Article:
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Prison plan backed

Dear Editor:

I attended the forum on the corrections facility that Penticton held Jan. 31 to get a feel for people’s feelings towards the idea.

Several hundred people attended the forum. Sixty per cent of the 30 speakers were in favour. Most indicated the need of stable jobs in the area and the need of a significant clean economic engine.

Several speakers also indicated that they had lived in cities where correctional facilities were located; some said that they really did not notice that facility was located in their town. Location was a concern.

Those against, mentioned the image of the community when such a strong effort is made to promote the area for tourism. But overall the need for a place that generated the potential for jobs was critical to create opportunities for young people.

In my opinion, the south end of the Okanagan needs another steady economic anchor that is not seasonal and is not subject to economic downturns.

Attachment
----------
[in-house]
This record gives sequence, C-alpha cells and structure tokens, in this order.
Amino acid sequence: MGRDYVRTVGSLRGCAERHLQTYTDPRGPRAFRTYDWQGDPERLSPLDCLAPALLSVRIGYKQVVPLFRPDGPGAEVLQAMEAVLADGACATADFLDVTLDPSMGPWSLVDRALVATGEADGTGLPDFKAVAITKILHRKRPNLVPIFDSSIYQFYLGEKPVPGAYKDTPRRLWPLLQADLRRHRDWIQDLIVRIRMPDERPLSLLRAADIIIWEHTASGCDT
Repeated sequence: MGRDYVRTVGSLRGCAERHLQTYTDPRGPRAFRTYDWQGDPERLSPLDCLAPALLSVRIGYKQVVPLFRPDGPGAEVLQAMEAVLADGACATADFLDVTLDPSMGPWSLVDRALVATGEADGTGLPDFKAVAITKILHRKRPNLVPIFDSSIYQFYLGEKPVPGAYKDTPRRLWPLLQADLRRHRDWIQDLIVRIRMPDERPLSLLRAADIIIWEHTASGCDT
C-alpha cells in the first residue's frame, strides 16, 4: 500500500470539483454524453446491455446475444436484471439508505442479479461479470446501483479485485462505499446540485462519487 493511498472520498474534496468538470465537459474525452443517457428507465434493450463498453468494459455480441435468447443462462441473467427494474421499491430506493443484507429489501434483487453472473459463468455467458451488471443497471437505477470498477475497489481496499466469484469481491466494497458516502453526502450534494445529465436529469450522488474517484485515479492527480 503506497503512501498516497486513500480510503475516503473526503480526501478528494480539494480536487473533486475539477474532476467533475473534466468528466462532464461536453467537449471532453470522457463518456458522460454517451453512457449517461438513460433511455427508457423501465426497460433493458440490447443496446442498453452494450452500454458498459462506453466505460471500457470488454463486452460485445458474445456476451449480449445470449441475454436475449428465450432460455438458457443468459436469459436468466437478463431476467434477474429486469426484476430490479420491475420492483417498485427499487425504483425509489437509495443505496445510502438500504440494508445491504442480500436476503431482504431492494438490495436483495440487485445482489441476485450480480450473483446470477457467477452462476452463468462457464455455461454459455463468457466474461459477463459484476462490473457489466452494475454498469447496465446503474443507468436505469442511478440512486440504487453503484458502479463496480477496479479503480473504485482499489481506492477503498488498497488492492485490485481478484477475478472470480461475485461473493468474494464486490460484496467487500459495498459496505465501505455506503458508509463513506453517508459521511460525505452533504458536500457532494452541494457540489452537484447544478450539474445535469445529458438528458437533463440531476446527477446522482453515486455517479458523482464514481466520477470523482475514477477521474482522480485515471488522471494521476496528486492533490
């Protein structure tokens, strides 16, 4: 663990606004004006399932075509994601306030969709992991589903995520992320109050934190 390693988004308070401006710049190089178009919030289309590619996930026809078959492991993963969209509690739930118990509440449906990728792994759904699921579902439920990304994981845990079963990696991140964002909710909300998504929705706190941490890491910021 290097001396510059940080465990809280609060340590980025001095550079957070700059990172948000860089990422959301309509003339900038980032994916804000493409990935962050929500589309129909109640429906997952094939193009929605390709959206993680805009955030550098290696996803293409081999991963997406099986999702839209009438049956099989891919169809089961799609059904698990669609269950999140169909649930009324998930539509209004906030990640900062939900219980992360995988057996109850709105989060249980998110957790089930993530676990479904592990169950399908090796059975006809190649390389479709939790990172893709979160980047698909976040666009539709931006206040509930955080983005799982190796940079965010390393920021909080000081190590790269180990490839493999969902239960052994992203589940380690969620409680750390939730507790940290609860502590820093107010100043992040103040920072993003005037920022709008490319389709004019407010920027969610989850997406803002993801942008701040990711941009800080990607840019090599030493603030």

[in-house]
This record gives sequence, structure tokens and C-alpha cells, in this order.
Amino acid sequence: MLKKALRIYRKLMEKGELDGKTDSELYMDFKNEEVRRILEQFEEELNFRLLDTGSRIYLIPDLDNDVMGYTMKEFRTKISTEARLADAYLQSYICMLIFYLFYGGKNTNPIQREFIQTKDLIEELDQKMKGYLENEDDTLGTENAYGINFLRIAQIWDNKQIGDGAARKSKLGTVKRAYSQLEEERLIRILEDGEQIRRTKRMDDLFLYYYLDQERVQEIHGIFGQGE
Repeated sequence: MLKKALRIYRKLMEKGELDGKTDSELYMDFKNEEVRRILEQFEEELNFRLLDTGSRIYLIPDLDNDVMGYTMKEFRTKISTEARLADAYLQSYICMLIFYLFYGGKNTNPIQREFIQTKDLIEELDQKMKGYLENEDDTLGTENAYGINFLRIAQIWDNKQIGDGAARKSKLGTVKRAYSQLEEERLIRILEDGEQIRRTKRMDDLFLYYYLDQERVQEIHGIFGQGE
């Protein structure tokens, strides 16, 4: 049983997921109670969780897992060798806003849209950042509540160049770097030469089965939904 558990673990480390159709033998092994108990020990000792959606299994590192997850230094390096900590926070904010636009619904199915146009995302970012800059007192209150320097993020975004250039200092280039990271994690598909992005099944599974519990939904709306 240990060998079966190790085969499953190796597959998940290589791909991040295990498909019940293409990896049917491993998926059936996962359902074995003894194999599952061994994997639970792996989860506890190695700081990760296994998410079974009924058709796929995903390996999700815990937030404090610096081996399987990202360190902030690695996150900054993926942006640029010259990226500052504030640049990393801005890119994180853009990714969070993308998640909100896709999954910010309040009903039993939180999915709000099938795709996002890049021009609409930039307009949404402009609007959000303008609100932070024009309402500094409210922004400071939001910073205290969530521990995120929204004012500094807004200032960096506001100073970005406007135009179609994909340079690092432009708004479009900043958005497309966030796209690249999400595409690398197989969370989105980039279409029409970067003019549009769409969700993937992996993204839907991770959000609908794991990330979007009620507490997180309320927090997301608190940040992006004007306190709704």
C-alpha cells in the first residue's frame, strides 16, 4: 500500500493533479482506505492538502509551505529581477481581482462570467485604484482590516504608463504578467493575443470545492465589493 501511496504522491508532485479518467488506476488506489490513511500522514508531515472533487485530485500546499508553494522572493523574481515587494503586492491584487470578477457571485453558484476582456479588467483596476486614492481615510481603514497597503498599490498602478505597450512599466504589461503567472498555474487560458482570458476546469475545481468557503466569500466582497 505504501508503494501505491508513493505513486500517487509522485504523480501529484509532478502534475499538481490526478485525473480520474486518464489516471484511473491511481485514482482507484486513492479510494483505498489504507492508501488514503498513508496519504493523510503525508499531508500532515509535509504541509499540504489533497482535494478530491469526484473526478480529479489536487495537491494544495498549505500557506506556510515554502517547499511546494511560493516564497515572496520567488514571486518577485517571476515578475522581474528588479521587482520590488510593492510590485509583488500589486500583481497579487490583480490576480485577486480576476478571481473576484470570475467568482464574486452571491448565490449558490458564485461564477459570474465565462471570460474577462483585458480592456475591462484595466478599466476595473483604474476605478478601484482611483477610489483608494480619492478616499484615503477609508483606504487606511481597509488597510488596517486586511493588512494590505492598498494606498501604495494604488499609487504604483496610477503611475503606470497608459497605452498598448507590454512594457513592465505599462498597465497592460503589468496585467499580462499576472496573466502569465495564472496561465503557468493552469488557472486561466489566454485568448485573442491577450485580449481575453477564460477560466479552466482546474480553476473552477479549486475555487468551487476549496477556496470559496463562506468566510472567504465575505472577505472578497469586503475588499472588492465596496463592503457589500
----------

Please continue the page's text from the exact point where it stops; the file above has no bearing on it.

To meet the Solicitor General’s requirements for sighting the facility, especially to come close to the minister’s travel time of approximately 70 minutes for escorting prisoners to Kelowna and Vernon, it has to be located either in Penticton or Summerland.

Summerland may have the best site. We have several that might be suitable, and at the same time are not especially visible.

It could easily be just a quiet economic engine.

Servicing will not be an issue when accumulated grants in lieu of property taxes are considered.

The fact sheet supplied to the attendees indicated that there would be about 240 correctional staff, with additional contracted staff of nurses, doctors, dentists, food service personnel, trades people and counsellors. There would be 400 to 500 direct construction jobs and as many as 600 indirect jobs during construction. The annual ongoing payroll would be approximately $17 million.

The facility would have a value of approximately $200 million, and generate between $500,000 to $1.5 million in grants in lieu of property taxes from the provincial government. This is equivalent to property taxes from 500 to 1,500 homes valued at $400,000 each.

For various reasons, the Kelowna site proposed several years ago is not all suitable. Therefore a facility with an impact such as this merits a serious proposal from the South Okanagan.

I feel it is so critical that the communities of the South Okanagan should stand together behind the best site.

Peter Waterman